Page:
I’m following the claim and counter-claim in the EU debate ... we’re taking a momentous decision – I’m conscious that I’m deciding not just for me, but for the future of my children and (with a wedding looming) my potential grandchildren as well.
And yet here we are with just a week to go and I can genuinely say I’m undecided.
Let me try to summarise my position (if only for my own benefit!)
Every time I come back from Europe I come back impressed by the culture, the more relaxed lifestyle, the better grasp of work/life balance. And do I want my children to be able to work and travel freely in Europe? Of course, I do. Would leaving the EU lead to short-term uncertainty? Without a doubt. But do I think we need to import unskilled workers from Eastern Europe at the expense of skilled workers from the former Commonwealth? Not for one minute.
Do I think absolute control of your own borders is one of the basic definitions of a country? Yes.
Do I think our position ‘at the heart of Europe’ is secure if we vote Remain? No I don’t. And our position – and the whole of Europe – will be far less secure if Turkey is eventually admitted to the EU.
As a farmer’s wife, I do sometimes wonder if we’re the only country that obeys the rules. European farming regimes seem – how can I put this – somewhat more relaxed than ours.
I doubt that Greek farmers worry about the rules on field margins as much as we do, animal welfare is sometimes conspicuous by its absence. I could go on and on making pro and anti-EU arguments. And I’d be no closer to deciding. That for me is one of the most interesting parts of this whole debate.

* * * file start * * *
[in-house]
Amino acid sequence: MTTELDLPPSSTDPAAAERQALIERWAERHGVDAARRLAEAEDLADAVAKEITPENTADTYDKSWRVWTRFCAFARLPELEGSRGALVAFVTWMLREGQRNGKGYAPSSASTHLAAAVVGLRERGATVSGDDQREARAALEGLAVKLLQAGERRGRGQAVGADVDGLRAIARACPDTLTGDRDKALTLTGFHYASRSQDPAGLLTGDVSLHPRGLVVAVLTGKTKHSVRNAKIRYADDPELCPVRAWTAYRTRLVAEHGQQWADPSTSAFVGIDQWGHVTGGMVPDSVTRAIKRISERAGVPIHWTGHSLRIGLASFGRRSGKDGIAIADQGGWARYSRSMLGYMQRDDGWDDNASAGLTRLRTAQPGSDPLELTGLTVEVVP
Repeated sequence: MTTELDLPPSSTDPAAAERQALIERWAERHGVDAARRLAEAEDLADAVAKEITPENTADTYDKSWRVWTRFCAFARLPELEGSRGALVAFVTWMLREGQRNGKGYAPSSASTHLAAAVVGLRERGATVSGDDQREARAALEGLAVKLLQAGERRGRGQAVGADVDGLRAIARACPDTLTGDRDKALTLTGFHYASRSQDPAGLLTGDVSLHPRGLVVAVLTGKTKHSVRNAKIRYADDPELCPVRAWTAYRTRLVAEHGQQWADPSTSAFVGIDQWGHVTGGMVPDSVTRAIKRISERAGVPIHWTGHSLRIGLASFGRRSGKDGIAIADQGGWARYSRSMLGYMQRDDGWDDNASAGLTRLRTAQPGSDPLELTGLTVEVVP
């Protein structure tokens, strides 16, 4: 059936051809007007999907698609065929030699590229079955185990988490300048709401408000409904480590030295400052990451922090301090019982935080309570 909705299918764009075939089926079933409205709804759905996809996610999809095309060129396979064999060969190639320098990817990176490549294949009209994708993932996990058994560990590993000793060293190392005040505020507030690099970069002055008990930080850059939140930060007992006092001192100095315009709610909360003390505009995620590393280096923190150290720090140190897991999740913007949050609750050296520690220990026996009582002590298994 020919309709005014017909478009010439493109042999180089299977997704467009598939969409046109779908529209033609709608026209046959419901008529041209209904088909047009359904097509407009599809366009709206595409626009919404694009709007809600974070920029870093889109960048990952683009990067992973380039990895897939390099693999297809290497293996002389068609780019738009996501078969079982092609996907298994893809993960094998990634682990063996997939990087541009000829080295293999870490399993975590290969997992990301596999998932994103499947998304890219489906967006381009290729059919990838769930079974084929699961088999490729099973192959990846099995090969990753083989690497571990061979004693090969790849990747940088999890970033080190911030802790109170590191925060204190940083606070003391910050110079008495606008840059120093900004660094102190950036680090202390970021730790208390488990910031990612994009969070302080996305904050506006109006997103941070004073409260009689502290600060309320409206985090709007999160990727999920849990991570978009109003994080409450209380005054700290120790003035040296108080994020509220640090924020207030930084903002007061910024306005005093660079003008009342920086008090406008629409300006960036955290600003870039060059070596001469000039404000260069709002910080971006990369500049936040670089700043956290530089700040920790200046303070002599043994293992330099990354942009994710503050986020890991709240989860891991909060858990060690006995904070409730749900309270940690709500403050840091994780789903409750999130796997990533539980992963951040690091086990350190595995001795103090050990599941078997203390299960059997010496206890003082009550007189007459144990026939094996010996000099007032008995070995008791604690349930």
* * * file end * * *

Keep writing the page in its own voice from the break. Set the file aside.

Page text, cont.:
Those people I speak to whose argument can be summed up in one sentence, have made their mind up and they’re not changing it. Those people who’ve looked at both sides of the argument, who’ve read articles and watched the news remain – like me – undecided. But you say, you run a business, surely you’re voting Remain? Again, I’m undecided – I find the economic case difficult to make either way.
I remember sitting next to John Longworth at a Chamber event. He was the first person who made the Leave case to me with passion and logic.
As someone who’s built a business I can see the parallels between voting Leave and starting out on your own. Do you have the confidence that you’ll succeed? Are you going to determine your own future – or are you going to let someone else do it?I’ve no doubt at all that if it were a ‘Should we join’ referendum the result wouldn’t even be close. But it isn’t – and I’ve a week to make my decision.
So with that I’ll leave you and return to the news bulletins, the headlines – and my search for a calm, rational politician.